Days pass while dead men accumulate on both sides. Paul and his comrades listen to one man’s death throes for three days. They are unable to locate him despite their best efforts. The new recruits figure heavily in the dead and wounded; these reinforcements have had little training, and they drop like flies on the front.
During an attack, Paul finds Himmelstoss in a dugout, pretending to be wounded. Paul tries to force him out with blows and threats, but Himmelstoss does not give in until a nearby lieutenant orders both of them to proceed. They rush forward with the attack. The old hands try to teach some of the new recruits combat tricks and wisdom during the hours of rest, but the recruits do everything wrong when the fighting begins again. Haie receives a fatal wound. When the Second Company is relieved, only thirty-two of the original 150 men remain.
In this gruesome chapter, Remarque fuses together all of the preceding focuses of the novel—physical repulsiveness and gore, psychological drain, the animalistic savagery of battle—as the bombardment wreaks havoc on the men in the trenches. With its in-depth look at the grim reality of trench warfare, this chapter deals with some of the most hideous historical details of combat in World War I.
Before modern trench warfare, inventive military strategies and sweeping victories were possible. As the endless, grinding attack in this chapter illustrates, World War I quickly became characterized by battles of attrition. The goal was not “victory” but rather the wearing down of the enemy’s ability to attack or even continue the war. The strategy was simple: the attacking side bombarded enemy trenches relentlessly, sometimes for up to a week. The death toll from bombardment compared to the death toll in the actual attack was comparatively low. The Germans in particular built strong bomb-proof dugouts, although those built later were of lesser quality. After the bombardment, a wave of attacking soldiers advanced on the enemy trenches.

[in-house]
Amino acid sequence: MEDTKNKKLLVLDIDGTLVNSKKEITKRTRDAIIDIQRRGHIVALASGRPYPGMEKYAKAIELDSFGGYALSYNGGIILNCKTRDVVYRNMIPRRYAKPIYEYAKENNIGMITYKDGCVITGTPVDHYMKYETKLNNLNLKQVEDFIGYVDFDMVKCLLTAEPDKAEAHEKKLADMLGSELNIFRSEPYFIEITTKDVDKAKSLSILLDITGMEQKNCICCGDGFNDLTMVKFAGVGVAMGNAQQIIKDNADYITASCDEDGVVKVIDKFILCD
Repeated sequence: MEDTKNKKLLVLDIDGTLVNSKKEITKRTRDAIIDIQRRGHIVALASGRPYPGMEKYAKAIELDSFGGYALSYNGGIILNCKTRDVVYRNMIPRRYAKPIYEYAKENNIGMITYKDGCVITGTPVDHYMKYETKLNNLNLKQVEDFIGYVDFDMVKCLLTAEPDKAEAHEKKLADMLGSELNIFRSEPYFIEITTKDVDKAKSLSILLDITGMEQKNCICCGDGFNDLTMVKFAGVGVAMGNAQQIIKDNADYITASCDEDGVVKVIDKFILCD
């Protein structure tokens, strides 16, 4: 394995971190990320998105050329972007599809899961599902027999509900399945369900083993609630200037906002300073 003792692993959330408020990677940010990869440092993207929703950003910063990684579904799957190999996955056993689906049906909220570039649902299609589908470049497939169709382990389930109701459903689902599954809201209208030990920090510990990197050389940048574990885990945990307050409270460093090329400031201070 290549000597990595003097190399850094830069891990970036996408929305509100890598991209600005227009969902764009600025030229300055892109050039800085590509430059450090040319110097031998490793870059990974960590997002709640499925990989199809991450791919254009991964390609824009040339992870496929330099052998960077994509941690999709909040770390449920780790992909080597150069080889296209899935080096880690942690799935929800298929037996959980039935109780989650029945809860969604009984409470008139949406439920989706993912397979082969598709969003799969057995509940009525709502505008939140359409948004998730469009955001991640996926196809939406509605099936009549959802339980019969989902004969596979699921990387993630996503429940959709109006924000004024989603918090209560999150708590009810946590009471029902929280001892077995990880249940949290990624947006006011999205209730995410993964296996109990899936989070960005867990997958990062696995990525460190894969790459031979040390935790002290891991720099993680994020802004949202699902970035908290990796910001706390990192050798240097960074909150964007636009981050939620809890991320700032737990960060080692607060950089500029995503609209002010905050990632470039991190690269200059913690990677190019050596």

Unfortunately, as we see in this chapter, the defending side knew that the attack was coming the moment the bombing ended. The result was an ever-growing collection of bodies in No Man’s Land, the space between the trenches that neither army controlled. The major battles of attrition in World War I resulted in hundreds of thousands of casualties, making them among the bloodiest battles in human history. There really was no “victor” because the gains usually constituted a few hundred yards of ground. Generally, they ended in stalemate, with an unprecedented cost in human lives and human suffering.
Paul’s description of the German response to the attack leaves no doubt as to the decidedly unromantic nature of trench warfare. Sensing the imminent French attack wave, Paul and his comrades are able to man their machine guns and mow down the attacking soldiers. However, they do not achieve this success out of patriotic fervor or bravery; indeed, they have removed the blades from their bayonets, thus making their weapons less effective, because they fear death more than they long to kill the enemy. They are not seekers of glory but rather men driven to the brink of insanity. They savagely kill and maim the attackers not because they are enemies of the fatherland but because they can do nothing else to release the anxiety, stress, and terror of a days-long bombardment.